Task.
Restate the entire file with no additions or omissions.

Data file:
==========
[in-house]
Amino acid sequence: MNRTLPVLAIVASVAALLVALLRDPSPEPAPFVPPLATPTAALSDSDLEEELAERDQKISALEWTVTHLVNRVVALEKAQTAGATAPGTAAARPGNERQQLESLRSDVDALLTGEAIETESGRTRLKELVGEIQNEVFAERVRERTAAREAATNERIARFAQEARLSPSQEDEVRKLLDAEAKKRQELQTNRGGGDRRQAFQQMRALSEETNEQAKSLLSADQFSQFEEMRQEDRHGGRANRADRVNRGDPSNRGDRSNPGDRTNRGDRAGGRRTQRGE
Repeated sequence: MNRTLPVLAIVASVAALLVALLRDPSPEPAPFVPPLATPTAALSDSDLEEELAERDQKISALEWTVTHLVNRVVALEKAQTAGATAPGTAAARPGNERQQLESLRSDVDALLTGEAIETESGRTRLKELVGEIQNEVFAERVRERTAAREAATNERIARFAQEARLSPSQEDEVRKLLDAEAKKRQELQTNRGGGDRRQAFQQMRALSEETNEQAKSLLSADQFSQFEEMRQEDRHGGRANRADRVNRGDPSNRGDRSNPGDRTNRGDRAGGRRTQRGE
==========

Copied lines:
[in-house]
Amino acid sequence: MNRTLPVLAIVASVAALLVALLRDPSPEPAPFVPPLATPTAALSDSDLEEELAERDQKISALEWTVTHLVNRVVALEKAQTAGATAPGTAAARPGNERQQLESLRSDVDALLTGEAIETESGRTRLKELVGEIQNEVFAERVRERTAAREAATNERIARFAQEARLSPSQEDEVRKLLDAEAKKRQELQTNRGGGDRRQAFQQMRALSEETNEQAKSLLSADQFSQFEEMRQEDRHGGRANRADRVNRGDPSNRGDRSNPGDRTNRGDRAGGRRTQRGE
Repeated sequence: MNRTLPVLAIVASVAALLVALLRDPSPEPAPFVPPLATPTAALSDSDLEEELAERDQKISALEWTVTHLVNRVVALEKAQTAGATAPGTAAARPGNERQQLESLRSDVDALLTGEAIETESGRTRLKELVGEIQNEVFAERVRERTAAREAATNERIARFAQEARLSPSQEDEVRKLLDAEAKKRQELQTNRGGGDRRQAFQQMRALSEETNEQAKSLLSADQFSQFEEMRQEDRHGGRANRADRVNRGDPSNRGDRSNPGDRTNRGDRAGGRRTQRGE